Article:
As part of my volunteer post at the Northern Ireland War Memorial I’ve been cataloguing the archives, and we’re just finishing up the cataloguing of the London Illustrated News. The London Illustrated News was the first weekly illustrated news magazine in the world and began in May 1842, as the title suggests it specialised in reporting stories with illustrations and photographs. Although the editions from the 1930’s and 1940’s have far more photographs than illustrations, there are regular sketches from the war illustrator Bryan de Grineau. I hadn’t heard of him before I started this project , so took to the internet to find out more. It turns out that de Grineau’s father was also a famous illustrator, and he trained under his father rather than attending art college. His early work was at a car magazine, The Motor and he also worked producing posters and advertising for car manufacturers as well as drawing at races around the country.
Image courtesy of http://www.motoringart.info
During the Second World War he worked as a War Artist since he had already produced sketches during his service in the First World War. A lot of the battle scene illustrations produced were from details given by servicemen present, like this lovely detailed illustration of the battlefield positions of a motorised army unit. De Grineau wasn’t at the actual events because you can’t really sit quietly sketching in the middle of a battlefield! One of my favourite illustrations is this one from 1945 of the mobile headquarters of General Dempsey parked in the grounds of a château. The delicate detailing of the château architecture contrasts with the military vehicles. I particularly like the duck in the bottom right corner, it looks as though it just came from a swim in the lake and wasn’t expecting to find huge military caravans parked in its path!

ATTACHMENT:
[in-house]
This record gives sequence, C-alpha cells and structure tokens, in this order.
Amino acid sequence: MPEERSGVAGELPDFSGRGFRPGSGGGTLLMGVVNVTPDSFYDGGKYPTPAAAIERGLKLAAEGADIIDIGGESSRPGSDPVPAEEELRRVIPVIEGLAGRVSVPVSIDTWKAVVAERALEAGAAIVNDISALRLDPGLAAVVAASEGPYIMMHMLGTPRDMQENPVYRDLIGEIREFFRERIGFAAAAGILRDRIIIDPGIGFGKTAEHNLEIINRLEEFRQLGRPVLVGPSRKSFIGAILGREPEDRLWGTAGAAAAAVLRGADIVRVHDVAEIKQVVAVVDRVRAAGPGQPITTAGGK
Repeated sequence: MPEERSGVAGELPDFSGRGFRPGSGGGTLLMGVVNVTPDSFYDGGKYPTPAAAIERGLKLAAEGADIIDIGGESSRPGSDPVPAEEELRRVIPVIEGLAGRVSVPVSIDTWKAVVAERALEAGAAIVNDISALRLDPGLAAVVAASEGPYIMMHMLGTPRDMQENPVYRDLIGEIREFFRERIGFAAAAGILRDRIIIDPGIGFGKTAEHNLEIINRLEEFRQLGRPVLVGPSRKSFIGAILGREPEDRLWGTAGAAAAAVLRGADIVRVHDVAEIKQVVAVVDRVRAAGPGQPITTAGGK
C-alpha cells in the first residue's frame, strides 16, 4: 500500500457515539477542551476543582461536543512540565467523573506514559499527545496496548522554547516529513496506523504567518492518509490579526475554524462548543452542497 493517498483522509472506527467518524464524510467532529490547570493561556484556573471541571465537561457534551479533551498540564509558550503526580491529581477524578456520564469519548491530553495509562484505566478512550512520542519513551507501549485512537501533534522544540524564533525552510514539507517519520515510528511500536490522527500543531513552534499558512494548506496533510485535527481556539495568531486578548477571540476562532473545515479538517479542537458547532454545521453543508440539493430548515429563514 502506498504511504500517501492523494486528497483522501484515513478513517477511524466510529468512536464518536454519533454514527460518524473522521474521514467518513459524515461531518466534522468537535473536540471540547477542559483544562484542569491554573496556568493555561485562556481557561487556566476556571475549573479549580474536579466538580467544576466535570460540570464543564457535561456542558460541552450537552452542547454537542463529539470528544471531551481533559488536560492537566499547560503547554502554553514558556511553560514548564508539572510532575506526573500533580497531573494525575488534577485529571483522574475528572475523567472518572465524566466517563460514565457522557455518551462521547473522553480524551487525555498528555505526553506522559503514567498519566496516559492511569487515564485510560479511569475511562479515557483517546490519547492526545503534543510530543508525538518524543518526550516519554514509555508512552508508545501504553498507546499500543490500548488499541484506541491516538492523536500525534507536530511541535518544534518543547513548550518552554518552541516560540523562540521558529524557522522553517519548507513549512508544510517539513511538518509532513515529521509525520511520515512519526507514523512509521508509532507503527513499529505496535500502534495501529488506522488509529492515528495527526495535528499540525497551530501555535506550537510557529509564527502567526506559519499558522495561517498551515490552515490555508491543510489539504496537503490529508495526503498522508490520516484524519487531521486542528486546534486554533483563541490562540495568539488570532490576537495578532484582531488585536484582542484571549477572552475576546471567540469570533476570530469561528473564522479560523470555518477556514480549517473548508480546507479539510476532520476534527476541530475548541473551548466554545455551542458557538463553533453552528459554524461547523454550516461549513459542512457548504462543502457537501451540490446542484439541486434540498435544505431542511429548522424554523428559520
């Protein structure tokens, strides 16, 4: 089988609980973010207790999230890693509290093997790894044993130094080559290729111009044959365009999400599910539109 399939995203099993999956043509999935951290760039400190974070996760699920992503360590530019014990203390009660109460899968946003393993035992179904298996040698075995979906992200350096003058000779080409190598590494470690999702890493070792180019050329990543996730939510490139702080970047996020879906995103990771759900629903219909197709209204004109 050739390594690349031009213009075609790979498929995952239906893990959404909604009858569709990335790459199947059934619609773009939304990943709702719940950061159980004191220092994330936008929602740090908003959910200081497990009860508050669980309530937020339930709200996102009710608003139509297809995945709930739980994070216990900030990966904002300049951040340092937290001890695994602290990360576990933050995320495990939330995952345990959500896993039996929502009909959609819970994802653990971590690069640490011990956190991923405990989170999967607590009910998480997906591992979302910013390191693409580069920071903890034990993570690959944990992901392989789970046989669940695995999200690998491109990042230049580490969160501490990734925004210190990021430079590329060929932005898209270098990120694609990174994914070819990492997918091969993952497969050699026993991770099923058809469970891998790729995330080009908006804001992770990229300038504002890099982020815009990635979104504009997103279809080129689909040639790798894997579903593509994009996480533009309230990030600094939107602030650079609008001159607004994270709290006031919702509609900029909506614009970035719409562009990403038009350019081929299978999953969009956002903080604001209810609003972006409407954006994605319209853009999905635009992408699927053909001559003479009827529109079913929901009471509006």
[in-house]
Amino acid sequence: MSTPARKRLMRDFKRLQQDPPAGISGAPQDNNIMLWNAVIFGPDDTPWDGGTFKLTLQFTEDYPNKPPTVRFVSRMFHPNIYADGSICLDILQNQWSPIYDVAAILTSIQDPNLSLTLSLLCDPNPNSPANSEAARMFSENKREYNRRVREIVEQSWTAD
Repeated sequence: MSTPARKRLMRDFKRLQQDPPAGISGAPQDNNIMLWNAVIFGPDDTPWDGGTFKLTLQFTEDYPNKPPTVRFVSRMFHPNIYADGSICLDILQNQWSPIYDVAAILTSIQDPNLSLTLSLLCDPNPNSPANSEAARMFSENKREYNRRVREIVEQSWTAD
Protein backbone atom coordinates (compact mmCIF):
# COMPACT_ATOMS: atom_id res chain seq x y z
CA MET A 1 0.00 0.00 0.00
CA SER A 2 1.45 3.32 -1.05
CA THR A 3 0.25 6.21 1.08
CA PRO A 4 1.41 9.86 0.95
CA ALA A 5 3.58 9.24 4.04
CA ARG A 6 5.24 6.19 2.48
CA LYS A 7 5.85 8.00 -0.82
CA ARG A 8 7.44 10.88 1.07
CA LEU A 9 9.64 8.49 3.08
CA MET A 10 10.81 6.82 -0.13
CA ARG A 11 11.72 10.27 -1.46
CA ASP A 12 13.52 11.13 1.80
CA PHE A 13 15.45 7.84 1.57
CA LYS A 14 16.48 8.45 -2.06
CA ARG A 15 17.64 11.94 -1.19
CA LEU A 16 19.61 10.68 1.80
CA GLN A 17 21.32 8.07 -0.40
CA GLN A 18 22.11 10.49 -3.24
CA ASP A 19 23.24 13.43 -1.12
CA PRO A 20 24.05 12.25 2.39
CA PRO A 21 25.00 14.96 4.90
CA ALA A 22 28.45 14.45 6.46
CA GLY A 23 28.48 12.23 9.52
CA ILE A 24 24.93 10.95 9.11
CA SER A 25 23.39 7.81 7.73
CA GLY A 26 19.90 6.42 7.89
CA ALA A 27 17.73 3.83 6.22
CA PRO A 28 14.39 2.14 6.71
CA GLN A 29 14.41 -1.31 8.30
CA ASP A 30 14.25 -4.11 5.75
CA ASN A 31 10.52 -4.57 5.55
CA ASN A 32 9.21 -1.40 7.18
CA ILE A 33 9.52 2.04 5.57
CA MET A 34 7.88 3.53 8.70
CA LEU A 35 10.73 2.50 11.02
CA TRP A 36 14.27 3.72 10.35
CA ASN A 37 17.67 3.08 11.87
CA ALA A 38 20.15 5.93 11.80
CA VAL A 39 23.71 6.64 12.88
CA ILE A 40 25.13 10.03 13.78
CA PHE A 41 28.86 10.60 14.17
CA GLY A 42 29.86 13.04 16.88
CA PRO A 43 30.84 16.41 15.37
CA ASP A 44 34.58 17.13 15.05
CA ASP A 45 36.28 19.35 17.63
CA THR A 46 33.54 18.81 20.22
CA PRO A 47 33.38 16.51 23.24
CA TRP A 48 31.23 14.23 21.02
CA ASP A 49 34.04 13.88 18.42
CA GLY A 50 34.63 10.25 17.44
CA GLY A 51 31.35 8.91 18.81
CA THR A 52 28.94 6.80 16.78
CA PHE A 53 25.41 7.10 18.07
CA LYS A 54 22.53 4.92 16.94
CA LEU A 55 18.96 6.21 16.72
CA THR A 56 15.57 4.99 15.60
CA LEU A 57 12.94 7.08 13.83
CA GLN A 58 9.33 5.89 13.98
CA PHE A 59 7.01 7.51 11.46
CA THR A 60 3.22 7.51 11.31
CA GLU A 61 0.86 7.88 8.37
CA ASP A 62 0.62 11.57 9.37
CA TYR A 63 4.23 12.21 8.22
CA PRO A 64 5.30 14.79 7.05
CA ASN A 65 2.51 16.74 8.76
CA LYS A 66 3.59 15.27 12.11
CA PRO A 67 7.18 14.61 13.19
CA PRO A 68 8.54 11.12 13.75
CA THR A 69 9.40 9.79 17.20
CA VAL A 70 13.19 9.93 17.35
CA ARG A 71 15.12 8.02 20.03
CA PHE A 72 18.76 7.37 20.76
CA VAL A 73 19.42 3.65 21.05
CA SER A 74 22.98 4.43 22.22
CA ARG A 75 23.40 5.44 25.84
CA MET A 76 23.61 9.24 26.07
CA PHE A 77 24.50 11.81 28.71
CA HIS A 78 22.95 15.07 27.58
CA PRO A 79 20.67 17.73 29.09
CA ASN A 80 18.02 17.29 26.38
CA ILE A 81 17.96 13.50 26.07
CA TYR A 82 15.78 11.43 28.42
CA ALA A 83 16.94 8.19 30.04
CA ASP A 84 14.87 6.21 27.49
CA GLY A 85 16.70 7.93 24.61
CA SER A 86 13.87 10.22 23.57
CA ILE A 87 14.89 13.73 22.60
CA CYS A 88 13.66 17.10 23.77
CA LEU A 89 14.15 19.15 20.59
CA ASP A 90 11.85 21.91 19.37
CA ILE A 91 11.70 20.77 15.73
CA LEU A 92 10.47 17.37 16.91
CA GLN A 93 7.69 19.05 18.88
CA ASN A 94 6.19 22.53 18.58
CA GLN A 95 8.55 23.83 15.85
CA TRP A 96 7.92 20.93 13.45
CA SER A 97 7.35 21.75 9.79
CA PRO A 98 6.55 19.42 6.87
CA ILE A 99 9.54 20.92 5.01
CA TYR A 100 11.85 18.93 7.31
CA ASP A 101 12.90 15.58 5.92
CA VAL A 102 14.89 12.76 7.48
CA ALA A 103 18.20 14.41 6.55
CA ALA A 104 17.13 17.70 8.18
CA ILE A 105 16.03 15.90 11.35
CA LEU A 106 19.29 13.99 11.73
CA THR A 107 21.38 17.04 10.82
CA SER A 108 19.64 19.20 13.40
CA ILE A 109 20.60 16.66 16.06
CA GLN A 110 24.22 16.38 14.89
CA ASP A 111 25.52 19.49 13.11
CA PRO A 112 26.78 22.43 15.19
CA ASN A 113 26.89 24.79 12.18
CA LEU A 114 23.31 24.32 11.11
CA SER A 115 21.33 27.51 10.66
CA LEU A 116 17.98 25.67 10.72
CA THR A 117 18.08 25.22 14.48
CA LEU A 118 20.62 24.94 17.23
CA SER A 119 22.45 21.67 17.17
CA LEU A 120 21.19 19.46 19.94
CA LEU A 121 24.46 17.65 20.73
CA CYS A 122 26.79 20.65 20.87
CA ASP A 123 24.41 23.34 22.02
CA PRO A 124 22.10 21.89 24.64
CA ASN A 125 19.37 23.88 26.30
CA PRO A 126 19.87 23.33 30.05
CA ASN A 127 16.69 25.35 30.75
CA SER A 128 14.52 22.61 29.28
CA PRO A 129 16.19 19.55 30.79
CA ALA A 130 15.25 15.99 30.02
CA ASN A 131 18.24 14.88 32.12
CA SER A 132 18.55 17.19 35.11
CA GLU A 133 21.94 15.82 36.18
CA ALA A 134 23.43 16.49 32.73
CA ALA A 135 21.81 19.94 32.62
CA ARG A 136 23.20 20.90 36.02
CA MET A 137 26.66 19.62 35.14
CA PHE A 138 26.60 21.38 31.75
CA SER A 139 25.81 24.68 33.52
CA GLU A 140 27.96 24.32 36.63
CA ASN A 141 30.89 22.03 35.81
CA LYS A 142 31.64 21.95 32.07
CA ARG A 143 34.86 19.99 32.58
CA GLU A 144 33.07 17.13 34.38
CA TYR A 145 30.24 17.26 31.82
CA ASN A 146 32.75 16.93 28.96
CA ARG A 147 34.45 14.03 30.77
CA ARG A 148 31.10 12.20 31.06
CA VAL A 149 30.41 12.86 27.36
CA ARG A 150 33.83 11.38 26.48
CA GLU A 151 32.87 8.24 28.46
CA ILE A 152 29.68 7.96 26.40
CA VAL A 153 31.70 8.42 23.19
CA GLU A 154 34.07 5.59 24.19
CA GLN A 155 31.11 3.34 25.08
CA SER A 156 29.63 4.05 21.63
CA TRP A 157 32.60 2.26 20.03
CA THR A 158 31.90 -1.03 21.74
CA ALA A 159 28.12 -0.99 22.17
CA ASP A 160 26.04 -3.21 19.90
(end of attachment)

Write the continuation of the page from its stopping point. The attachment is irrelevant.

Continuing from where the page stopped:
A lot of the illustrations are also very informative, letting the public know about issues that affected military servicemen and other ‘behind the scenes’ peeks that you wouldn’t expect to otherwise see. As I have a particular interest in textiles and the history of fashion I was really excited to come across this de Grineau illustration from November 1945 showing the allocation of civilian clothing to de-mobbed servicemen. Since clothes rationing was still in place uniforms were exchanged for a suit, coat and hat, a pair of shoes, a shirt with two collars, tie, and 2 pairs of socks.
I really connected with this illustration, I think it’s because my grandfather served in the Second World War and was de-mobbed a month before this illustration was published. I can imagine him at the Olympia exchanging his military uniform for his new civilian outfit and then catching the train home with his spare collar and socks wrapped in brown paper.